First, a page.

[PATCH v4 1/1] fs: Allow no_new_privs tasks to call chroot(2)

Mickaël Salaün mic at digikod.net
Tue Mar 16 19:25:38 UTC 2021

On 16/03/2021 20:24, Kees Cook wrote:
> On Tue, Mar 16, 2021 at 08:04:09PM +0100, Jann Horn wrote:
>> On Tue, Mar 16, 2021 at 6:02 PM Mickaël Salaün <mic at digikod.net> wrote:
>>> One could argue that chroot(2) is useless without a properly populated
>>> root hierarchy (i.e. without /dev and /proc).  However, there are
>>> multiple use cases that don't require the chrooting process to create
>>> file hierarchies with special files nor mount points, e.g.:
>>> * A process sandboxing itself, once all its libraries are loaded, may
>>>   not need files other than regular files, or even no file at all.
>>> * Some pre-populated root hierarchies could be used to chroot into,
>>>   provided for instance by development environments or tailored
>>>   distributions.
>>> * Processes executed in a chroot may not require access to these special
>>>   files (e.g. with minimal runtimes, or by emulating some special files
>>>   with a LD_PRELOADed library or seccomp).
>>> Unprivileged chroot is especially interesting for userspace developers
>>> wishing to harden their applications.  For instance, chroot(2) and Yama
>>> enable to build a capability-based security (i.e. remove filesystem
>>> ambient accesses) by calling chroot/chdir with an empty directory and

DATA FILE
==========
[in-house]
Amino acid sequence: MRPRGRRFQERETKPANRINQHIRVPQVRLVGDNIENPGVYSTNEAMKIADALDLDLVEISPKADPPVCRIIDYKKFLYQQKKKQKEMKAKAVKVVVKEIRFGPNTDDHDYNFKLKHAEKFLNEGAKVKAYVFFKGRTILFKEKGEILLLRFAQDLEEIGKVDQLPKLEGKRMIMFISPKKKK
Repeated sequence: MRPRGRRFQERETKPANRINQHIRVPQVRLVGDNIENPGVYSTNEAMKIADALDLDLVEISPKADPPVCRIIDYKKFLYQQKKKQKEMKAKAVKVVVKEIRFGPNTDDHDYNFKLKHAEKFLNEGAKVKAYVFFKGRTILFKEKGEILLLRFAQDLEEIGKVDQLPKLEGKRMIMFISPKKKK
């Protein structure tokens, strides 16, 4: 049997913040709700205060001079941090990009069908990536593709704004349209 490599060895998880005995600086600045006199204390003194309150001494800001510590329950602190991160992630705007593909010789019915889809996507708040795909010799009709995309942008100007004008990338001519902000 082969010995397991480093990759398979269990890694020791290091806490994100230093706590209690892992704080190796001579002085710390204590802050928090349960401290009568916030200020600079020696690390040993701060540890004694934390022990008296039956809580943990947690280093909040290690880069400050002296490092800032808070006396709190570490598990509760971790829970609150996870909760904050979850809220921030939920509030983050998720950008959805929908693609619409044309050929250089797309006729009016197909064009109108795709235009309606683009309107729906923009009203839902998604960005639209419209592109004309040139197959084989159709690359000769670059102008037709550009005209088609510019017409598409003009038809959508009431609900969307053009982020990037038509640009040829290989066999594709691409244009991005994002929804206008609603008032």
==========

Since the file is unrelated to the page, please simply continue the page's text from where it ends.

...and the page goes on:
>>> accessing data through dedicated file descriptors obtained with
>> I don't entirely understand. Are you writing this with the assumption
>> that a future change will make it possible to set these RESOLVE flags
>> process-wide, or something like that?
> I thought it meant "open all out-of-chroot dirs as fds using RESOLVE_...
> flags then chroot". As in, there's no way to then escape "up" for the
> old opens, and the new opens stay in the chroot.

Yes, that was the idea.

>> [...]
>>> diff --git a/fs/open.c b/fs/open.c
>> [...]
>>> +static inline int current_chroot_allowed(void)
>>> +{
>>> +       /*
>>> +        * Changing the root directory for the calling task (and its future
>>> +        * children) requires that this task has CAP_SYS_CHROOT in its
>>> +        * namespace, or be running with no_new_privs and not sharing its
>>> +        * fs_struct and not escaping its current root (cf. create_user_ns()).
>>> +        * As for seccomp, checking no_new_privs avoids scenarios where
>>> +        * unprivileged tasks can affect the behavior of privileged children.
>>> +        */
>>> +       if (task_no_new_privs(current) && current->fs->users == 1 &&
>> this read of current->fs->users should be using READ_ONCE()
> Ah yeah, good call. I should remember this when I think "can this race?"
> :P

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